Dizin, Iran

Dizin Iran

Set high in the Alborz Mountains, a short ride north of Tehran, Dizin is one of the country's most famous ski resorts and amongst 40 of the world's highest ski resorts. With ski season here (between December and late May) lasting longer than many European alps thanks to an altitude of 3,600 metres, you'll find around 459 hectares of skiable terrain for you to work up a sweat. It's also perfect for hiking and biking in summer, with amazing views of one of the highest volcanoes in the world, Mount Damavand.

Hang Son Doong Cave, Vietnam

Hang Son Doong Cave

Vietnam has become increasingly popular as an Asian destination, but up until now, the focus lay in the larger cities of Hanoi and Ho Chi Minh. Set deep in the Phong Nha Ke Bang National Park in central Vietnam, this ancient cave was carved from the Annamite Mountains almost three million years ago. Today, it is so vast that it's 200 metres tall and even plays host to tropical forests growing within. Hailed as the largest of its kind in the world, it has only been extensively explored in 2009 by the British Cave Research Association. Just how undiscovered is it? Let's just say that more people have set foot upon Mount Everest than they have here.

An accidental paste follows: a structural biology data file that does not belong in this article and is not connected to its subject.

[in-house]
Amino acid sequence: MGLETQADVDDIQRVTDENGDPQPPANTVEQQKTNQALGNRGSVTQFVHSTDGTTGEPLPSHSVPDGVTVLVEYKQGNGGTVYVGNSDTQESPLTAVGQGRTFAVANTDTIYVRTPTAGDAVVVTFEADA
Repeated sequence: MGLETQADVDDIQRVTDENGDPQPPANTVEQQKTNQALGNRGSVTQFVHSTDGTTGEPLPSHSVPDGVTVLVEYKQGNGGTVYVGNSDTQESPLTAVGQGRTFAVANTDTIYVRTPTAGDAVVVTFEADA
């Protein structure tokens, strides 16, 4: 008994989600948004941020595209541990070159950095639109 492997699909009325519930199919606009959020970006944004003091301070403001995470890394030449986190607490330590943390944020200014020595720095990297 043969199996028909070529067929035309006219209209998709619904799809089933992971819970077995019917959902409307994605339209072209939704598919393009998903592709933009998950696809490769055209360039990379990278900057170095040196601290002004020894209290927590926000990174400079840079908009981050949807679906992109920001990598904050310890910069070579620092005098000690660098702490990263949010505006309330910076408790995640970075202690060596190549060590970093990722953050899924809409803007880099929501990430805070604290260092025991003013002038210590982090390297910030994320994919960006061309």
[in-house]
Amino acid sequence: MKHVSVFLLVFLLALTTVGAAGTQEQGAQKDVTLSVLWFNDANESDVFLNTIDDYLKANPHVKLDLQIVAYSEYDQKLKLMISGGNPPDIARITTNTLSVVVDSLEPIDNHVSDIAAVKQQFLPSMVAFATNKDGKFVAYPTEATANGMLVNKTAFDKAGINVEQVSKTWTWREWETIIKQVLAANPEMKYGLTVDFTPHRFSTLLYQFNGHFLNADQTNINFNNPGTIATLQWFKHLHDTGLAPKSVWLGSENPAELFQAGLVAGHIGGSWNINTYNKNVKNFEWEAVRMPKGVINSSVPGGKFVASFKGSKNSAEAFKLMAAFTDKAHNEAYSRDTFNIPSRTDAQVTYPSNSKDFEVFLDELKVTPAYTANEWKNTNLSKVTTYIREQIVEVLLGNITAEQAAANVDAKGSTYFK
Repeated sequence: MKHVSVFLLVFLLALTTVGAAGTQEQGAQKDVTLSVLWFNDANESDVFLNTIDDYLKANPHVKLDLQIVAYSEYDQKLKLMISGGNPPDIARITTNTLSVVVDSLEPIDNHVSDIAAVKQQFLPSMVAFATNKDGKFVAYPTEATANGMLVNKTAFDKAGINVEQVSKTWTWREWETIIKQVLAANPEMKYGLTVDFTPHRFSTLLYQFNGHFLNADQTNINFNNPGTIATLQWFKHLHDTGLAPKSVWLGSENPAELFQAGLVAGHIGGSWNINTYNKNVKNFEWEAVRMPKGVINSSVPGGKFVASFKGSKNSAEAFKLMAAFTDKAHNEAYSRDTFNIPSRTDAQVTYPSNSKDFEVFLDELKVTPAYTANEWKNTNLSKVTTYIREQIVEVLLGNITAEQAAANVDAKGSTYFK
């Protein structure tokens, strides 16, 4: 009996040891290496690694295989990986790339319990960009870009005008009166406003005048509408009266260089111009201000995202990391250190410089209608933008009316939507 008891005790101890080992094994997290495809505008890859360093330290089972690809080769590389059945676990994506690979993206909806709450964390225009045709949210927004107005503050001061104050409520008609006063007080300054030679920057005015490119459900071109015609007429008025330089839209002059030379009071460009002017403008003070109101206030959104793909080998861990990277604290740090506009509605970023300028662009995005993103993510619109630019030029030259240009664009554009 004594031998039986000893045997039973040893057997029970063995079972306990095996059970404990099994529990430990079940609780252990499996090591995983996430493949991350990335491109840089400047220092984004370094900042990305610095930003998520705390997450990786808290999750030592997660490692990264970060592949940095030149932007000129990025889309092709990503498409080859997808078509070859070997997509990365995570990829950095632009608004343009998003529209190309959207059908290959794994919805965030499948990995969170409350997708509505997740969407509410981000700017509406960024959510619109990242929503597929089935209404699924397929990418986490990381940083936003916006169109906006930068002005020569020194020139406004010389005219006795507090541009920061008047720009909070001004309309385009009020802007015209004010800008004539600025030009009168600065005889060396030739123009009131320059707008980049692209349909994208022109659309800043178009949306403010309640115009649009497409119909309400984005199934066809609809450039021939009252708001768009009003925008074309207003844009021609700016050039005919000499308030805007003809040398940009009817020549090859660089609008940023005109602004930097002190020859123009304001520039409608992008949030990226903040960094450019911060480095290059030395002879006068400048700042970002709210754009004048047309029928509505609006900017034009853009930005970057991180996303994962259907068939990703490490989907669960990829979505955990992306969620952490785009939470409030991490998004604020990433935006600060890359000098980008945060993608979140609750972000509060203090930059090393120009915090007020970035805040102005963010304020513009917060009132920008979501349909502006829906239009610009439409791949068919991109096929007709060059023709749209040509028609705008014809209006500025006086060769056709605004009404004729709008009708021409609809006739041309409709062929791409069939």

Kekexili, Tibet

Kekexili

Perched high on the Tibetan Plateau, Kekexili is the third least populated area on the planet. Sprawling between Tanggula and Kunlun, it sits at 4,700 metres above sea level. Characterised by rolling grass plains, volcanic cinder cones, and framed by huge walls of snow-capped mountains, it's only recently been open to tourists by China. Within, you'll find 230 species of unusual – and some endangered – species of wildlife roaming free. Think wild yaks, white-lipped deers, brown bears and the elusive Tibetan antelopes.

Doodhpathri, Kashmir

Doodhpathri

An off-the-beaten-track alternative to Srinagar and Gulmarg, its natural environment is spectacular. This picturesque region is home to the alpine Tangnar Valley and filled with pines and babbling mountain streams on the edge of the Himalaya. Hailed as the Valley of Milk for its farming traditions, rolling green meadows and grazing sheep add to the complete serenity here. Those who visit rent temps and camp in the wilds during May to July, when temperatures are in the mid-teens and flowers in full bloom.

Dakhla, Western Sahara

dakhla

Under the Moroccan administration, Dakhla is slowly becoming a surfing mecca, famed for its wild Atlantic rollers. The desert seemingly sinks into the sea on the narrow peninsula which is famous for its consistent wave breaks between October and February. The best spots are the beach breaks in Lâayoune and Bojador, and also Pointe de l'Or. Nouâdhibou is one of the most undiscovered surfing and coastal gems in the region, and features a curious mix of Mauritanian and Senegalese cultures.